National Pet Day is April 11th

Any animal lover will tell you about the benefits of pet ownership. They provide companionship. Their presence can lower our stress levels and decrease blood pressure. And they can be all-around mood-boosters when we are feeling low. So it’s only right that we have a special day set aside to honor them.

National Pet Day is April 11th (#NationalPetDay). Although pets are loved and celebrated every day, National Pet Day provides an excuse (not that a pet owners need one) to lavish extra attention on their animal pal. National Pet Day was founded in 2006 by animal welfare advocate Colleen Paige. Paige wanted to give pet owners a chance to celebrate the joy pets bring to our lives, and to heighten public awareness of the plight of animals residing in shelters awaiting a home.

braceletSo how should you celebrate with your pet? You could hire a pet photographer and have a fun photo shoot, or perhaps set up a pet play date with your friends and their pets. Or perhaps get them a gift? You could go for a new bone or perhaps a squeaky toy, but if money is no object you might consider jewelry. Several years ago, La Collection de Bijoux created a collection of the world’s most expensive collars. Their Amour Amour design came in at a price tag of $1.8 million. While the line was only produced for a limited time, it is still possible to dress your pet to the nines with a collar bejeweled with Swarovski Crystal Elements. Diamond Dogs in the UK produces collars and other cat and dog accessories, many of which are under $500. That’s still a lot of new chew toys!

Perhaps jewelry is a bit over the top. If you are a dog owner, you could consider perfume. Yes that’s right, perfume for dogs. Les Poochs, based in Tuxedo, New York, features eight fragrances: florals for females, lively notes for males, and gentle essence for puppies. The cost is comparable to human perfume, which makes them much more affordable than that diamond collar. So if you want to make your pooch even more adorable (and nicer smelling), could this be the route for you?

pampered pooch

If you’re not into material gifts, you could hire servants to pamper your pet when you’re not around. Chanel head designer, the late Karl Lagerfeld, really knew how to spoil his cat, Choupette. Choupette has her own bodyguard, a personal chef and two maids, and their jobs are simply to provide for her every need. Choupette has to be brushed a minimum of twice a day and have a record kept of her daily activities, which are then transferred to her personal Twitter and Instagram pages, @ChoupettesDiary.

cat with personAnother way to celebrate your pet is to ensure they feel particularly comfortable in your home. If you’ve got a spare bedroom, you could consider decking it out for your pet. If you have a cat, you might decorate the room with a comfortable bed, a scratch post, and perhaps a fun tunnel or two. But to go big, consider renovating your entire home to suit your cat. That’s what one man in California did. As the owner of 18 cats, he wanted to make sure his home was comfortable and entertaining for his feline friends. He added catwalks, ledges, trees and posts in every room of his home. The renovation cost him $35,000, but supposedly the cats love the new space.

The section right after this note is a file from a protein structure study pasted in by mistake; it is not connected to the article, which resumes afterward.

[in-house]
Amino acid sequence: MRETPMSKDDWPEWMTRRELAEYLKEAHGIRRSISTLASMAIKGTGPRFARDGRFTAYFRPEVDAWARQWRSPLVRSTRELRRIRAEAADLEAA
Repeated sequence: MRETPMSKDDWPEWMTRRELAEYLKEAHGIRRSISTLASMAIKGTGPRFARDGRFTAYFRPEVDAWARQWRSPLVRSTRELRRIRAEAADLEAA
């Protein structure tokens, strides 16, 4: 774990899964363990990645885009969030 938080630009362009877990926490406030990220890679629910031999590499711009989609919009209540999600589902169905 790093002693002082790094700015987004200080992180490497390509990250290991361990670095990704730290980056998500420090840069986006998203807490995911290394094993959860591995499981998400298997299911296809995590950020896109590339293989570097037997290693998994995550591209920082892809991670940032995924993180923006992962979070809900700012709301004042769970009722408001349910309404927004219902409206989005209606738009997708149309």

If many of these options seem like wasteful extravagance, it might be because they are. When celebrating your pet and your relationship, keep mind that there’s a difference between animal needs and human desires. A diamond-encrusted collar is of no more use to a dog than a simple collar of leather or other plain material. Similarly, perfumes may seem adorable, but consider them from the perspective of your furry friends. An animal with amazing powers of olfaction may be sensitive to strong odors and prefer to go au naturale. While many expensive options exist, perhaps the best gift you can give your pet this April 11 is…you.

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Animals in Film

The Screen Actors Guild Awards. The Golden Globes. The Oscars. This past awards season was filled with glamorous celebrities, heart-touching films, and a few surprise wins. We saw actors, writers, directors and designers celebrated for their outstanding achievements. However, there was one important category of performer that was not recognized: animal actors. No animal actor has even won an Academy Award; they’re not even eligible. The Academy rules do not explicitly prohibit animals from being nominated, but they do exclude eligibility nomination to “actors” and “actresses,” and not “animal actors.”